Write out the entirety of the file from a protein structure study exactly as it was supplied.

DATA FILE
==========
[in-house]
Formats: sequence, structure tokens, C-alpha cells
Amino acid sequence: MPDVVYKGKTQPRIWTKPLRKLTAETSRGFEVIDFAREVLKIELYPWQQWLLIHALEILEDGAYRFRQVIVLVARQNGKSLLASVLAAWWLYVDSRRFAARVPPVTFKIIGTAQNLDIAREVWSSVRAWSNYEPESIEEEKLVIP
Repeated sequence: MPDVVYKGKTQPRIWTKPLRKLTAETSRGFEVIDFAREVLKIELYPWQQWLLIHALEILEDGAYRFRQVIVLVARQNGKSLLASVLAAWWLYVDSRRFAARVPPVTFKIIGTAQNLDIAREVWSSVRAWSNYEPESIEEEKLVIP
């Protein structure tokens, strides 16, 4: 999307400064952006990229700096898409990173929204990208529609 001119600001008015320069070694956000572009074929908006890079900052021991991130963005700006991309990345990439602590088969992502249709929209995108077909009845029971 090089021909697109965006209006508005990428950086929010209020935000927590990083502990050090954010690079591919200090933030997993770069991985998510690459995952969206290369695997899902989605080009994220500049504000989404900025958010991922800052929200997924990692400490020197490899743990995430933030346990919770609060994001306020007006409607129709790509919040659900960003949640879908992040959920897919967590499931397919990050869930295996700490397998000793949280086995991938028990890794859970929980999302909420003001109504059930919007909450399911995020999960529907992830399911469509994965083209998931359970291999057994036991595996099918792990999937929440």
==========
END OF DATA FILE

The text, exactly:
[in-house]
Formats: sequence, structure tokens, C-alpha cells
Amino acid sequence: MPDVVYKGKTQPRIWTKPLRKLTAETSRGFEVIDFAREVLKIELYPWQQWLLIHALEILEDGAYRFRQVIVLVARQNGKSLLASVLAAWWLYVDSRRFAARVPPVTFKIIGTAQNLDIAREVWSSVRAWSNYEPESIEEEKLVIP
Repeated sequence: MPDVVYKGKTQPRIWTKPLRKLTAETSRGFEVIDFAREVLKIELYPWQQWLLIHALEILEDGAYRFRQVIVLVARQNGKSLLASVLAAWWLYVDSRRFAARVPPVTFKIIGTAQNLDIAREVWSSVRAWSNYEPESIEEEKLVIP
């Protein structure tokens, strides 16, 4: 999307400064952006990229700096898409990173929204990208529609 001119600001008015320069070694956000572009074929908006890079900052021991991130963005700006991309990345990439602590088969992502249709929209995108077909009845029971 090089021909697109965006209006508005990428950086929010209020935000927590990083502990050090954010690079591919200090933030997993770069991985998510690459995952969206290369695997899902989605080009994220500049504000989404900025958010991922800052929200997924990692400490020197490899743990995430933030346990919770609060994001306020007006409607129709790509919040659900960003949640879908992040959920897919967590499931397919990050869930295996700490397998000793949280086995991938028990890794859970929980999302909420003001109504059930919007909450399911995020999960529907992830399911469509994965083209998931359970291999057994036991595996099918792990999937929440």